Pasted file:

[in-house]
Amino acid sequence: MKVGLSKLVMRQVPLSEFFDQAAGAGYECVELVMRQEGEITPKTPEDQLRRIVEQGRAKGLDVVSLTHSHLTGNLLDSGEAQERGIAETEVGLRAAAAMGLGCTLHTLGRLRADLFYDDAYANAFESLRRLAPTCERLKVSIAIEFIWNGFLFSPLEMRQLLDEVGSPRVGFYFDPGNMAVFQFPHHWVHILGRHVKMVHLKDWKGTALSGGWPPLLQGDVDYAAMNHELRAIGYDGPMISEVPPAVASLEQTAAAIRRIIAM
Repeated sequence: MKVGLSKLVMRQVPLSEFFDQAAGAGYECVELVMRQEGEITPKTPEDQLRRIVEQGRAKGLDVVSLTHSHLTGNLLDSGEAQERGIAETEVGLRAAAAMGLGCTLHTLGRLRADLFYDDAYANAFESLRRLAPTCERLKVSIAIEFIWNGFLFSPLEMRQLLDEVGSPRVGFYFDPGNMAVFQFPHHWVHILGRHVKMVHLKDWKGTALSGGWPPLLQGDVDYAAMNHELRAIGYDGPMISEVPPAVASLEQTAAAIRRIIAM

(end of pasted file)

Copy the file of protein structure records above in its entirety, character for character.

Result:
[in-house]
Amino acid sequence: MKVGLSKLVMRQVPLSEFFDQAAGAGYECVELVMRQEGEITPKTPEDQLRRIVEQGRAKGLDVVSLTHSHLTGNLLDSGEAQERGIAETEVGLRAAAAMGLGCTLHTLGRLRADLFYDDAYANAFESLRRLAPTCERLKVSIAIEFIWNGFLFSPLEMRQLLDEVGSPRVGFYFDPGNMAVFQFPHHWVHILGRHVKMVHLKDWKGTALSGGWPPLLQGDVDYAAMNHELRAIGYDGPMISEVPPAVASLEQTAAAIRRIIAM
Repeated sequence: MKVGLSKLVMRQVPLSEFFDQAAGAGYECVELVMRQEGEITPKTPEDQLRRIVEQGRAKGLDVVSLTHSHLTGNLLDSGEAQERGIAETEVGLRAAAAMGLGCTLHTLGRLRADLFYDDAYANAFESLRRLAPTCERLKVSIAIEFIWNGFLFSPLEMRQLLDEVGSPRVGFYFDPGNMAVFQFPHHWVHILGRHVKMVHLKDWKGTALSGGWPPLLQGDVDYAAMNHELRAIGYDGPMISEVPPAVASLEQTAAAIRRIIAM